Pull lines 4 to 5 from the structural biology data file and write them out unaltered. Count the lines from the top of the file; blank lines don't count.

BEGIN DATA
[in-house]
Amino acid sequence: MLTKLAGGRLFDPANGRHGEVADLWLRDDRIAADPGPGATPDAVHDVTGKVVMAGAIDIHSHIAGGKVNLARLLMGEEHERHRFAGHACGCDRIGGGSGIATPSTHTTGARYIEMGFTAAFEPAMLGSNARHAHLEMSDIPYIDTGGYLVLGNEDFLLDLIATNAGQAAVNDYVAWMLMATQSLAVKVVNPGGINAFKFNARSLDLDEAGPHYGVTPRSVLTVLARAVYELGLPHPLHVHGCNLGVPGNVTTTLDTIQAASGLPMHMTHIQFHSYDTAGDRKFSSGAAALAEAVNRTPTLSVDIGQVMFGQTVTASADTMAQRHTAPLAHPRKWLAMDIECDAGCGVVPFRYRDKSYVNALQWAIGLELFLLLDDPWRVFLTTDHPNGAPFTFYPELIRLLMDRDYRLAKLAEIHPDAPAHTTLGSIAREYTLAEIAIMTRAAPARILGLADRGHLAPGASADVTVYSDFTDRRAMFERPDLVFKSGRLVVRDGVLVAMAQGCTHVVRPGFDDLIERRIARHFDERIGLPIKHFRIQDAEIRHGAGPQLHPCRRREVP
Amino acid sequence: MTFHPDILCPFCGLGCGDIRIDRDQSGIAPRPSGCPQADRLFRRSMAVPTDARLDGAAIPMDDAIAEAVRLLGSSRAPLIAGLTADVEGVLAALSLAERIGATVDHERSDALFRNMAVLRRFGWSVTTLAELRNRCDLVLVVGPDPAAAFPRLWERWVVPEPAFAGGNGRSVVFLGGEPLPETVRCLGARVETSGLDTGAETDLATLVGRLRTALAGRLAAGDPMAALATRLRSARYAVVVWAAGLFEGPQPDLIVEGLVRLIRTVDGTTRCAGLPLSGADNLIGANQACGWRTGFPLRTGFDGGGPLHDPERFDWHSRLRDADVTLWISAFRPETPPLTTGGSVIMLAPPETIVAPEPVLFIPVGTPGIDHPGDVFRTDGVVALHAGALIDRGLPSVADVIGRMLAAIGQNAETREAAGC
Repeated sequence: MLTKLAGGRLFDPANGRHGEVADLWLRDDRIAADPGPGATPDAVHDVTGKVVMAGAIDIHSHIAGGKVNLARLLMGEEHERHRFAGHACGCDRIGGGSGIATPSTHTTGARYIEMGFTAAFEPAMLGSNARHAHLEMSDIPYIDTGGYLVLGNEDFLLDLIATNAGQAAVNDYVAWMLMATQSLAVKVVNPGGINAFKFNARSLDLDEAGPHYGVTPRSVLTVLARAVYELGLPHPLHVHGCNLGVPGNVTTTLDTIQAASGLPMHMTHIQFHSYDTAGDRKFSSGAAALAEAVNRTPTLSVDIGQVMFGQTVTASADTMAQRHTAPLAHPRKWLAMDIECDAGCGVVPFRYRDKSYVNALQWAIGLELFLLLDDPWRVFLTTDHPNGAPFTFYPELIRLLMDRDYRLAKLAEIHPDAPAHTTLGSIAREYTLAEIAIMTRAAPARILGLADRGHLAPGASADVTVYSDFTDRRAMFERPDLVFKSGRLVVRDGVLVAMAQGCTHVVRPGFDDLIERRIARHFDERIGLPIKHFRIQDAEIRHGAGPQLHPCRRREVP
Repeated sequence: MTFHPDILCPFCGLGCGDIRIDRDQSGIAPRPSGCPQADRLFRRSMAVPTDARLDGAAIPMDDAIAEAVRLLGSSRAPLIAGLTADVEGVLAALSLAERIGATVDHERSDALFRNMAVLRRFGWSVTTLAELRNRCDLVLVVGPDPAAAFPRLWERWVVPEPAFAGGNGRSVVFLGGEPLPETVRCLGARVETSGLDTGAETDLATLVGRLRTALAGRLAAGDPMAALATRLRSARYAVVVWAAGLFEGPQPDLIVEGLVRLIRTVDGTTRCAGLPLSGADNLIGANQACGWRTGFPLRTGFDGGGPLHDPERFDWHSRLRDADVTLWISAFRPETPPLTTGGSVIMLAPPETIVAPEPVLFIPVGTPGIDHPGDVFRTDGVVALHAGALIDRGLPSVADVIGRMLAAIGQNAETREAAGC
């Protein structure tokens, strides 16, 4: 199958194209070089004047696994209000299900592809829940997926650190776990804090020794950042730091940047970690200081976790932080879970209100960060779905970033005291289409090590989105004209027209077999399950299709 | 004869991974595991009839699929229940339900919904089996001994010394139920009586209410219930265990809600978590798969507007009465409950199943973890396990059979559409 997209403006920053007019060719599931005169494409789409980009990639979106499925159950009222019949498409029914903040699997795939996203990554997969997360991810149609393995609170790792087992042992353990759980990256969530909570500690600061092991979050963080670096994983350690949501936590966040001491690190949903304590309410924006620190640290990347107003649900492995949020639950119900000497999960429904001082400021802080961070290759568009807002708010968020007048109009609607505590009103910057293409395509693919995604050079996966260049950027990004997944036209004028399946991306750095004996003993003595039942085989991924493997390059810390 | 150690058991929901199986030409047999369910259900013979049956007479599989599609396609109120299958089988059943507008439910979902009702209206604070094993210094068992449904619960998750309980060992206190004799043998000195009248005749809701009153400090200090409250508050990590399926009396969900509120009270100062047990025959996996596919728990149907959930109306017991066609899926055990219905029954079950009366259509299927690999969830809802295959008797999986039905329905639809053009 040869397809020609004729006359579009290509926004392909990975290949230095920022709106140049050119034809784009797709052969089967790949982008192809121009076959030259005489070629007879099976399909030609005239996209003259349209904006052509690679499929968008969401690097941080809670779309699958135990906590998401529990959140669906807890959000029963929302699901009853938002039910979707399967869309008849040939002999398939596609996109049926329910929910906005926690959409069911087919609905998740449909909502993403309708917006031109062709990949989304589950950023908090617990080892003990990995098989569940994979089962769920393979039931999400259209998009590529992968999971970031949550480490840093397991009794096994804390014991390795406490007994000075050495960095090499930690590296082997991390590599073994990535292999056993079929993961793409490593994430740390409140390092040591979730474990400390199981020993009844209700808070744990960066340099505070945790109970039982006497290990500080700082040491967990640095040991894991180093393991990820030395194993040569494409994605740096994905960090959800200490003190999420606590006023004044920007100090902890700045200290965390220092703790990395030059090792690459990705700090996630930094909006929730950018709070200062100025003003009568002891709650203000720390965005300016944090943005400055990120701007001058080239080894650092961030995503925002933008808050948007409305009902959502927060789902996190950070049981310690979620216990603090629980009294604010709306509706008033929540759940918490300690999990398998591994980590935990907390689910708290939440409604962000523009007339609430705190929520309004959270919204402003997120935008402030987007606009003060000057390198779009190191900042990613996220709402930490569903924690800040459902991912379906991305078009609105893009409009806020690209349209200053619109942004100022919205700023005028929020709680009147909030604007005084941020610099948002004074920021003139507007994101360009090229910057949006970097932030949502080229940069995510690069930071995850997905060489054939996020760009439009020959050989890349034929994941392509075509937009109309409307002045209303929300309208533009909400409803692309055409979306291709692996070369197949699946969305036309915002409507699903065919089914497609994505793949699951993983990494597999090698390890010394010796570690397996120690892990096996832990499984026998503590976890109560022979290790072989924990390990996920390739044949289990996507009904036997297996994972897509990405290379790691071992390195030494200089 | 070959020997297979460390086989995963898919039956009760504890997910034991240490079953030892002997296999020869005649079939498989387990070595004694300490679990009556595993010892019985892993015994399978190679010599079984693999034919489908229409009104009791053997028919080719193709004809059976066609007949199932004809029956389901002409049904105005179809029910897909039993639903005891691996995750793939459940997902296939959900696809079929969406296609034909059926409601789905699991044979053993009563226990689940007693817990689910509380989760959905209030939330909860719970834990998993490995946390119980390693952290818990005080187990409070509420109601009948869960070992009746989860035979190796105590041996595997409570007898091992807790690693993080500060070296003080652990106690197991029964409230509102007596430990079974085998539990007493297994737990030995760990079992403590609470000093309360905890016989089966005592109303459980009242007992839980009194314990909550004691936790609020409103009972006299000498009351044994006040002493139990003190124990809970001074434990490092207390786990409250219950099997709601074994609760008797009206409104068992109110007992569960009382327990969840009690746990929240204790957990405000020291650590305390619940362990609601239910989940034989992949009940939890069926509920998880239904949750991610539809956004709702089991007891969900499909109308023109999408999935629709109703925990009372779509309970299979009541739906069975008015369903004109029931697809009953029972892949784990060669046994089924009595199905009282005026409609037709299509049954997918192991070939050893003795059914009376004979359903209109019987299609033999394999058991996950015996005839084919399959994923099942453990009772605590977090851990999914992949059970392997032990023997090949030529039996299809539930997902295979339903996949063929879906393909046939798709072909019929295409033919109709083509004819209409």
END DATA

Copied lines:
Repeated sequence: MLTKLAGGRLFDPANGRHGEVADLWLRDDRIAADPGPGATPDAVHDVTGKVVMAGAIDIHSHIAGGKVNLARLLMGEEHERHRFAGHACGCDRIGGGSGIATPSTHTTGARYIEMGFTAAFEPAMLGSNARHAHLEMSDIPYIDTGGYLVLGNEDFLLDLIATNAGQAAVNDYVAWMLMATQSLAVKVVNPGGINAFKFNARSLDLDEAGPHYGVTPRSVLTVLARAVYELGLPHPLHVHGCNLGVPGNVTTTLDTIQAASGLPMHMTHIQFHSYDTAGDRKFSSGAAALAEAVNRTPTLSVDIGQVMFGQTVTASADTMAQRHTAPLAHPRKWLAMDIECDAGCGVVPFRYRDKSYVNALQWAIGLELFLLLDDPWRVFLTTDHPNGAPFTFYPELIRLLMDRDYRLAKLAEIHPDAPAHTTLGSIAREYTLAEIAIMTRAAPARILGLADRGHLAPGASADVTVYSDFTDRRAMFERPDLVFKSGRLVVRDGVLVAMAQGCTHVVRPGFDDLIERRIARHFDERIGLPIKHFRIQDAEIRHGAGPQLHPCRRREVP
Repeated sequence: MTFHPDILCPFCGLGCGDIRIDRDQSGIAPRPSGCPQADRLFRRSMAVPTDARLDGAAIPMDDAIAEAVRLLGSSRAPLIAGLTADVEGVLAALSLAERIGATVDHERSDALFRNMAVLRRFGWSVTTLAELRNRCDLVLVVGPDPAAAFPRLWERWVVPEPAFAGGNGRSVVFLGGEPLPETVRCLGARVETSGLDTGAETDLATLVGRLRTALAGRLAAGDPMAALATRLRSARYAVVVWAAGLFEGPQPDLIVEGLVRLIRTVDGTTRCAGLPLSGADNLIGANQACGWRTGFPLRTGFDGGGPLHDPERFDWHSRLRDADVTLWISAFRPETPPLTTGGSVIMLAPPETIVAPEPVLFIPVGTPGIDHPGDVFRTDGVVALHAGALIDRGLPSVADVIGRMLAAIGQNAETREAAGC